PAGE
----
In other words, researchers are susceptible to political, religious and philosophical influences despite claims of objectivity. This was restated by René Dubos a century later, who in Man Adapting wrote that the presuppositions on which medicine operates are influenced by prevailing social attitudes (and prejudices). This just reminds us that scientists, although professedly dealing with objective issues, are also people whose personal views can be as varied as those of the population at large.
Scientists are no different to anyone else; our expectation that scientists might be immune to distorting influences is mistaken. Biomedical prevention, particularly pre-exposure prophylaxis and reliance on an undetectable viral load achieved by effective treatment to prevent transmission, are nowhere even close to being ready for general use. There is a place for these modalities in rather rare, specific situations.
Condoms work. This is the straightforward and easily understood message that should constantly be heard from research and community leaders. This is most especially true when they speak of biomedical prevention in the form of PrEP and treatment as prevention.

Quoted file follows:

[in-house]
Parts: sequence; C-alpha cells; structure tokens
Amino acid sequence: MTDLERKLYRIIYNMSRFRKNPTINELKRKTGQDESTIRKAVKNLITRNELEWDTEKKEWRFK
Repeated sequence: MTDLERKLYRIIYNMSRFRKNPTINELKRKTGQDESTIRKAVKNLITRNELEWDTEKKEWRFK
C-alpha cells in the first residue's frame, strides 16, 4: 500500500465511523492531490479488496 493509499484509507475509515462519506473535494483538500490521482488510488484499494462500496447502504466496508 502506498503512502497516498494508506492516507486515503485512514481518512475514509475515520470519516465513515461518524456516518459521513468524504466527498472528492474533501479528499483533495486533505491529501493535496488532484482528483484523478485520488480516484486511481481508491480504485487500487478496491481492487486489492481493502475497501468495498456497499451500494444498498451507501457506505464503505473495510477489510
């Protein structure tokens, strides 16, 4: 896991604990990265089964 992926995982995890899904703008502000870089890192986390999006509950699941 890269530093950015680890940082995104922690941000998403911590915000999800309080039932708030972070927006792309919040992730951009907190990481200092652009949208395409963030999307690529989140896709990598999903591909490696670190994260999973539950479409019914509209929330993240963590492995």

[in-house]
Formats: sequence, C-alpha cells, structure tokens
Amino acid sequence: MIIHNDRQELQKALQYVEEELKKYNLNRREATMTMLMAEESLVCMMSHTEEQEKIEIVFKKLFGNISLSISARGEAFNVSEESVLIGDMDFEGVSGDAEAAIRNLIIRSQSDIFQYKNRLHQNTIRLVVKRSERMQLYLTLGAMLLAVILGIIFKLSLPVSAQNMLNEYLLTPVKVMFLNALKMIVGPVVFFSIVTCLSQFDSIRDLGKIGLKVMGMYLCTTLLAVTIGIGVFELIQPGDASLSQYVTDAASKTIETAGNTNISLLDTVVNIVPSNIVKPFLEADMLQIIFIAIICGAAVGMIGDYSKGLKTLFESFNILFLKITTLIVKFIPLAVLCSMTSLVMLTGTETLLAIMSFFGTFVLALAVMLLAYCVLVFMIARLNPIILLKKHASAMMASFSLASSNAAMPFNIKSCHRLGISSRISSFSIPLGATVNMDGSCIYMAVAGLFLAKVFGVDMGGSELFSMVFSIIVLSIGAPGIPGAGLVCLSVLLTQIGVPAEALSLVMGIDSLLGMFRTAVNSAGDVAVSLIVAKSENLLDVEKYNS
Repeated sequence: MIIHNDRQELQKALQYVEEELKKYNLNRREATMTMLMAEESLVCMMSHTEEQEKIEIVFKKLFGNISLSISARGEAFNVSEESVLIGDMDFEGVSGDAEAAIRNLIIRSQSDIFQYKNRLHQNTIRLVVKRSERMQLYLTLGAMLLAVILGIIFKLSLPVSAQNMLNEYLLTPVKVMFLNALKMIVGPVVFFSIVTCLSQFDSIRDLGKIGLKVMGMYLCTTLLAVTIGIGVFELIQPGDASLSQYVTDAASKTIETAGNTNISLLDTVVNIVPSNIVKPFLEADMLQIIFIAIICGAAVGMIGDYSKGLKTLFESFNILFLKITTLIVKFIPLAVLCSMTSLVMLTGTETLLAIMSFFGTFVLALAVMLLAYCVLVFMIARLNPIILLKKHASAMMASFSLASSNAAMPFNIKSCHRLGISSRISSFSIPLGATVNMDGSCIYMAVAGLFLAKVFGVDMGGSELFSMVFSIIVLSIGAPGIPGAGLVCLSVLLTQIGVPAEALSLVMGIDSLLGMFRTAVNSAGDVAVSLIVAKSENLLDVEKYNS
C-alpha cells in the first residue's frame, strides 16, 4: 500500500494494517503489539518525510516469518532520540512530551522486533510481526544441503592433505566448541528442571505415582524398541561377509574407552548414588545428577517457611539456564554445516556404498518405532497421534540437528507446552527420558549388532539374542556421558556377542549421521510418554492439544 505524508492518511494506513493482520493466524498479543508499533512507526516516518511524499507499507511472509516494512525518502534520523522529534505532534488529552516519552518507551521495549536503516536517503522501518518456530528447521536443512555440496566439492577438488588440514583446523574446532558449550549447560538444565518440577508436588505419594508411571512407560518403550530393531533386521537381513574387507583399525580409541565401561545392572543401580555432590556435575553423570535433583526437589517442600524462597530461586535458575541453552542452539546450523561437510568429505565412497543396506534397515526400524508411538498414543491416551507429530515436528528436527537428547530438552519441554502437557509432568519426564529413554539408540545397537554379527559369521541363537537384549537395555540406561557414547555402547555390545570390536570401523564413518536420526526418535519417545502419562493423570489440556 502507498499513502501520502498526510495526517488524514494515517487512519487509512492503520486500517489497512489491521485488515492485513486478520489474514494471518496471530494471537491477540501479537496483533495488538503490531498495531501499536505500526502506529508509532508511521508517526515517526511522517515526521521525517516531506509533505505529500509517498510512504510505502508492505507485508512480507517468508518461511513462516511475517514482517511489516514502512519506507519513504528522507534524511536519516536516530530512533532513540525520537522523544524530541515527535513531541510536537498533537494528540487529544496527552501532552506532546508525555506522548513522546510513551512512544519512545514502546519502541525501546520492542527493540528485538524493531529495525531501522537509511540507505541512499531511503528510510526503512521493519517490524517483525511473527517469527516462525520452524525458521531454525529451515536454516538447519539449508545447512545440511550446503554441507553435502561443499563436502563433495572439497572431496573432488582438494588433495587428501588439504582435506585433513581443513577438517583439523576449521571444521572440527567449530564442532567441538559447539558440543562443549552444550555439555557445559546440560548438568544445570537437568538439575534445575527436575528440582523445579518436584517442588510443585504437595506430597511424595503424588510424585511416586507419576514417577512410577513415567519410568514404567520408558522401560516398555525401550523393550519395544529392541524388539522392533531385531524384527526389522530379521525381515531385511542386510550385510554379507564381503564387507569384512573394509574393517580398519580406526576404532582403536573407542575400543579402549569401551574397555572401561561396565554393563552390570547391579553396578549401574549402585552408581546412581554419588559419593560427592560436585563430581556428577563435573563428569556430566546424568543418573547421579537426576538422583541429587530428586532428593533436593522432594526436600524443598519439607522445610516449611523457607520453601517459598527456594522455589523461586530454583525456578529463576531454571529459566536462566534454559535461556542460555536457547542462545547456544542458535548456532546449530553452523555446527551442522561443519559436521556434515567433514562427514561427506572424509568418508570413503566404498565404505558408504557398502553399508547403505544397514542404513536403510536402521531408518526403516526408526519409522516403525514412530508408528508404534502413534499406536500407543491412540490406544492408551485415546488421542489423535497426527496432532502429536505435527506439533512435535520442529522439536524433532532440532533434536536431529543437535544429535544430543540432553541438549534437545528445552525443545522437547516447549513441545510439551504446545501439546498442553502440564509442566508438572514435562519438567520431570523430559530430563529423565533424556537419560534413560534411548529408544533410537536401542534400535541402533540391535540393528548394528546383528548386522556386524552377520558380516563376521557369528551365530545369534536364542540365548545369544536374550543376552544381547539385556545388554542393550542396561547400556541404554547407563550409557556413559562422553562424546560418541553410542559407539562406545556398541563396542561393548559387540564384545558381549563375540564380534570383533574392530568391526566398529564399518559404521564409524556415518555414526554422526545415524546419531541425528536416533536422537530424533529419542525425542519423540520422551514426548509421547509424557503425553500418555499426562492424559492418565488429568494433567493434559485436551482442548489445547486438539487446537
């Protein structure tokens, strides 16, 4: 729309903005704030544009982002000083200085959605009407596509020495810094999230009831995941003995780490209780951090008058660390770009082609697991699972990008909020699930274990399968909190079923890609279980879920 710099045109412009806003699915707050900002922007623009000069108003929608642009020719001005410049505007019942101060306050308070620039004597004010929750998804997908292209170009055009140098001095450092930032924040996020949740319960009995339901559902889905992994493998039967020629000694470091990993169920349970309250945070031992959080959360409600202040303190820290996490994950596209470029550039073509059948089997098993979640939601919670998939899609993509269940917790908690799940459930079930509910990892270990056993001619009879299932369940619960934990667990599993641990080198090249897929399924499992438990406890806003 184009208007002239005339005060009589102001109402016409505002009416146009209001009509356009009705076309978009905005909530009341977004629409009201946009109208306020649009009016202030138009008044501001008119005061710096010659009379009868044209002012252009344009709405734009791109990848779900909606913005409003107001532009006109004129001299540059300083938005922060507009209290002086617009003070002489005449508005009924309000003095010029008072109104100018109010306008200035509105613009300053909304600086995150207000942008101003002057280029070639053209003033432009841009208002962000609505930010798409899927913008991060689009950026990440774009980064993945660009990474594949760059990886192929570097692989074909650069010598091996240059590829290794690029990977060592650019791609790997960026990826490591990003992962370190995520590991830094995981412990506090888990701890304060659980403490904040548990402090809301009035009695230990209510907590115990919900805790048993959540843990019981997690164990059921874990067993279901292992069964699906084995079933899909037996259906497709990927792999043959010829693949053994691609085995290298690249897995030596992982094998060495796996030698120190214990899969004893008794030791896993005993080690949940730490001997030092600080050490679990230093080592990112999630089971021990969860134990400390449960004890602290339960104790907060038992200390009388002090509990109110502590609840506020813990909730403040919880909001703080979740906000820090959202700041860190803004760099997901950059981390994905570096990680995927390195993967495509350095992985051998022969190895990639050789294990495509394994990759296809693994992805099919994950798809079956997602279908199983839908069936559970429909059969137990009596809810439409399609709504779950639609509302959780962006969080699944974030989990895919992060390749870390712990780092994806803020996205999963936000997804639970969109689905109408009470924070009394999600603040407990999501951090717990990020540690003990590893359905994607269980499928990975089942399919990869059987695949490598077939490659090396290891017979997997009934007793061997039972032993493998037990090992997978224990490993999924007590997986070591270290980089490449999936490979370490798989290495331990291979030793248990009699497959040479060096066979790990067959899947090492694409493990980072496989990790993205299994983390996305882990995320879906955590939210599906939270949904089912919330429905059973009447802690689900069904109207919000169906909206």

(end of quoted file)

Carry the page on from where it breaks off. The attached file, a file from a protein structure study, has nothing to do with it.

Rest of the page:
That research and community leaders do not do this undermines the use of condoms with the false and dangerous impression that biomedical prevention is an alternative prevention modality.
There is a place for biomedical prevention, and we might expect research and community leaders to clarify what these unusual circumstances are. For example PrEP is a rational harm reduction approach to those who will not use condoms.
For most, the use of condoms remains the most reliable means to prevent the sexual transmission of HIV. Community activists should surely demand that prevention education targeted to those who need it most be well-funded and well-done. This is something that can definitely help to prevent new infections, and deserves greater enthusiasm than that shown in their support for biomedical prevention.